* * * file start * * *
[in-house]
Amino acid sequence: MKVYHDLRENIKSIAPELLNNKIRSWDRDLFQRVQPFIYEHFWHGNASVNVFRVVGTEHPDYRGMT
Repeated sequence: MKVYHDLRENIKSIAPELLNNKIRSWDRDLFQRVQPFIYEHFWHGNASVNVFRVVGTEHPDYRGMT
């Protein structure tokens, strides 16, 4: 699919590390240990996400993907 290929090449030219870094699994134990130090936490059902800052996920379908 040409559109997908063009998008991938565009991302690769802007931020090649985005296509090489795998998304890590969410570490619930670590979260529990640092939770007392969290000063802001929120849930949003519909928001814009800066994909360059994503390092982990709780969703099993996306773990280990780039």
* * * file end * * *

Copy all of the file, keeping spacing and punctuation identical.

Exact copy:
[in-house]
Amino acid sequence: MKVYHDLRENIKSIAPELLNNKIRSWDRDLFQRVQPFIYEHFWHGNASVNVFRVVGTEHPDYRGMT
Repeated sequence: MKVYHDLRENIKSIAPELLNNKIRSWDRDLFQRVQPFIYEHFWHGNASVNVFRVVGTEHPDYRGMT
């Protein structure tokens, strides 16, 4: 699919590390240990996400993907 290929090449030219870094699994134990130090936490059902800052996920379908 040409559109997908063009998008991938565009991302690769802007931020090649985005296509090489795998998304890590969410570490619930670590979260529990640092939770007392969290000063802001929120849930949003519909928001814009800066994909360059994503390092982990709780969703099993996306773990280990780039």